Probate and Estate Administration
Probate is the legal process that has to be followed after someone dies leaving a Will. In certain cases where there is a property or where financial services organisations require it, a Grant of Probate may be needed. In Scotland this is called a Grant of Confirmation. This is a legal document issued by the Court which authorises the executors to carry out their duties. If no Will has been left then this document is known as a Grant of Letters of Administration.
If a Grant of Probate or Letters of Admininstration is required, there are three steps to obtaining the Grant and completing an estate – if the estate is straightforward you may be able to complete all three steps yourself. Alternatively, you could complete steps 1 and 3 yourself, leaving the more difficult part of obtaining the actual Grant of Probate or Letters of Administration to a legal professional or have a lawyer act on your behalf to deal with the administration of the entire estate.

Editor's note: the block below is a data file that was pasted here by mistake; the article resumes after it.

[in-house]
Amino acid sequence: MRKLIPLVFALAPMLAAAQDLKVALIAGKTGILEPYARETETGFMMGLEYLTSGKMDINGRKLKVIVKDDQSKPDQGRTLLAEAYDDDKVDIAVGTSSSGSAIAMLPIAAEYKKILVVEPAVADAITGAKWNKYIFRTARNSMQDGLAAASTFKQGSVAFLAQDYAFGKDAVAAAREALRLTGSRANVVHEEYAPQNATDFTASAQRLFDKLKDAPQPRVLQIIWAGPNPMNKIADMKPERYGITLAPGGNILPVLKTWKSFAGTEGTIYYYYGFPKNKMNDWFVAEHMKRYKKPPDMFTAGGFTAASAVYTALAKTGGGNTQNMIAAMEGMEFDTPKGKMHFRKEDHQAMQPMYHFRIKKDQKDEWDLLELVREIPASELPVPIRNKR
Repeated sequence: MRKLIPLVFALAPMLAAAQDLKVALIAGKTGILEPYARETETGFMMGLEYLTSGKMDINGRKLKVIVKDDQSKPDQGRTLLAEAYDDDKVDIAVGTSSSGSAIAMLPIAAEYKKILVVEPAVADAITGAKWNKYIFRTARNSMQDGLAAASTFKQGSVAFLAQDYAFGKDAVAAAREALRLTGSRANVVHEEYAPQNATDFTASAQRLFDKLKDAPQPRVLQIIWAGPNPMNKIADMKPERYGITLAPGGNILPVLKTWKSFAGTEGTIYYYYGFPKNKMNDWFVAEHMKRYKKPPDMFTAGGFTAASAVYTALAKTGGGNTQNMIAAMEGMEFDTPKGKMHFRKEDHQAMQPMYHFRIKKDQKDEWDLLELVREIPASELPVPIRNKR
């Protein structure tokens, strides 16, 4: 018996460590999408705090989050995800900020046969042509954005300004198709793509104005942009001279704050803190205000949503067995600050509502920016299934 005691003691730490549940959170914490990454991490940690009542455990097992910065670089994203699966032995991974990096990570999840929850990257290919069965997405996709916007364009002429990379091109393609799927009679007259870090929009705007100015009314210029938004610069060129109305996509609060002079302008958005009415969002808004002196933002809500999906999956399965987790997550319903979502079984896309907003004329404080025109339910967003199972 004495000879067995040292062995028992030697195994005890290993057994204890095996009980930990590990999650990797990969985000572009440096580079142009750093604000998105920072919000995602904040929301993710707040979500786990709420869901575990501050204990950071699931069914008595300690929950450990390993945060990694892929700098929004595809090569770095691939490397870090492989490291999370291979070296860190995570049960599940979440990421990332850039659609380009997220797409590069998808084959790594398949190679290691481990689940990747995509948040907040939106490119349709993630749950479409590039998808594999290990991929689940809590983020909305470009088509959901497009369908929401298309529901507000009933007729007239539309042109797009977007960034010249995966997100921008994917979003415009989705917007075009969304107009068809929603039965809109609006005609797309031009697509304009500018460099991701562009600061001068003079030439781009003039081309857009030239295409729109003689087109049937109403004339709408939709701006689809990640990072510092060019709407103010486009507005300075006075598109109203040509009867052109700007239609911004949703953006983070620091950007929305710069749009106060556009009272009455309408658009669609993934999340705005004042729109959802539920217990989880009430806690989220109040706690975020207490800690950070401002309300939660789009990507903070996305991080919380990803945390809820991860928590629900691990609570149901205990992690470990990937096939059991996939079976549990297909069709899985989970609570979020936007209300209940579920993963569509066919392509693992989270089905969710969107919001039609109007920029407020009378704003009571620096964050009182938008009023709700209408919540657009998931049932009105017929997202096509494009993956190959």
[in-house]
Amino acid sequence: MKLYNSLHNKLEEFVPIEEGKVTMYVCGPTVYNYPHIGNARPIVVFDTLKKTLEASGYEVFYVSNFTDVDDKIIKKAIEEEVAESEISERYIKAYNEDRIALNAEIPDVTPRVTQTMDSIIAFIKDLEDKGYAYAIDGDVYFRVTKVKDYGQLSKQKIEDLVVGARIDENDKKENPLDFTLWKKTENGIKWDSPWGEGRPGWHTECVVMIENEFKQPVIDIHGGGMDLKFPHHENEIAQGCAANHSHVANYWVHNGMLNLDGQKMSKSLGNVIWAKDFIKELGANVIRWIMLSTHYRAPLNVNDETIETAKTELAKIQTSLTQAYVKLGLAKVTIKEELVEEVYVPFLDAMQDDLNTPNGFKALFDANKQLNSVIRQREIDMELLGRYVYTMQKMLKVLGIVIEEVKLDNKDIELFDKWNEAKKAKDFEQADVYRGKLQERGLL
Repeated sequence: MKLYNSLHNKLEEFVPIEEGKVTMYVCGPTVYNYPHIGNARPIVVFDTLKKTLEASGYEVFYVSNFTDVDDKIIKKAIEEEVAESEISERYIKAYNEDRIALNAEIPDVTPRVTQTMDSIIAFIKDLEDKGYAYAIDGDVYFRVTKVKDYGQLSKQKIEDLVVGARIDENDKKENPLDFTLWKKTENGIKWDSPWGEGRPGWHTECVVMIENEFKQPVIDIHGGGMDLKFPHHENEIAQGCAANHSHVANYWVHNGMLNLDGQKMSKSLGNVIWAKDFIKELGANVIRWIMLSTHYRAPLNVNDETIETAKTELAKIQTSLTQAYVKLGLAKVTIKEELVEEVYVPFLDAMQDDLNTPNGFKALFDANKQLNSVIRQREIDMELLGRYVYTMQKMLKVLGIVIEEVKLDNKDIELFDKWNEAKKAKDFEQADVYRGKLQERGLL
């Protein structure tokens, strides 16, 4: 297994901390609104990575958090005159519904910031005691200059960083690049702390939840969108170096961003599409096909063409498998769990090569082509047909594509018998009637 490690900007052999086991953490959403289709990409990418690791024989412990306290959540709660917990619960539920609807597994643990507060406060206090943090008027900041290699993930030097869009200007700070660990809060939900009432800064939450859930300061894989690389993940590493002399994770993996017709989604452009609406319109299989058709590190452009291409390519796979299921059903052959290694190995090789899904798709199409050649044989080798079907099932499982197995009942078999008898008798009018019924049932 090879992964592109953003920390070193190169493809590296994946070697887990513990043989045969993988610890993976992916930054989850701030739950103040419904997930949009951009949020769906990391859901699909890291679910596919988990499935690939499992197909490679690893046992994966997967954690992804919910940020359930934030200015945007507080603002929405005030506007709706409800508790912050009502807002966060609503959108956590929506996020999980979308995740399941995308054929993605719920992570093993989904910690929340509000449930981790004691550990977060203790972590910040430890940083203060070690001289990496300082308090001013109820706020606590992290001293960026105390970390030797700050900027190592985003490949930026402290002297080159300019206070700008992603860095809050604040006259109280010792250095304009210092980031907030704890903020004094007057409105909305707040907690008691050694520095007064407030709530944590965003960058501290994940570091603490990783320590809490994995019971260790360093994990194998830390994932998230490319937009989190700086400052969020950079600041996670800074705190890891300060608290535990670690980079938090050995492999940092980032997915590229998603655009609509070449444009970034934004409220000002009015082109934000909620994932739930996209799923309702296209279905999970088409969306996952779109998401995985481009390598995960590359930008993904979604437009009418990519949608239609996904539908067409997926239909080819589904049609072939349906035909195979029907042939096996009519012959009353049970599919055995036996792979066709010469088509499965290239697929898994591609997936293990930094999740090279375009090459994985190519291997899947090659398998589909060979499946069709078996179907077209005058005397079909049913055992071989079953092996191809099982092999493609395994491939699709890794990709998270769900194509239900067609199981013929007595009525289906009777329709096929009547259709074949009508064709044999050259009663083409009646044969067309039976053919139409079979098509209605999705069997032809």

Step 1. Finding out the assets, liabilities and the terms of the Will.
This is finding out the terms of the Will and precisely what the deceased person owned and also owed in liabilities. In order to complete the probate forms you must obtain accurate valuations.
Step 2. Obtaining the Grant of Probate
This can be complicated because it involves the preparation of two documents. The first is the Probate Court questionnaire and the second is the HM Revenue & Customs Inheritance Tax form which is required even when no inheritance tax is payable. You also have to attend the Probate Registry to be interviewed. The purpose of the interview is to prove to an official that the information provided on the forms are true to the best of your knowledge and belief.
Attending the probate registry to be interviewed and filling in the forms can be difficult. You may find the services of a lawyer to be more preferable.
Step 3. Collecting in the assets, paying the liabilities and distributing the estate.
This part consists of gathering in all of the various assets, paying off the liabilities and then dividing and distributing those assets to the beneficiaries in accordance with the terms of the Will. You will also have to deal with outstanding tax affairs and provide each beneficiary with an estate account.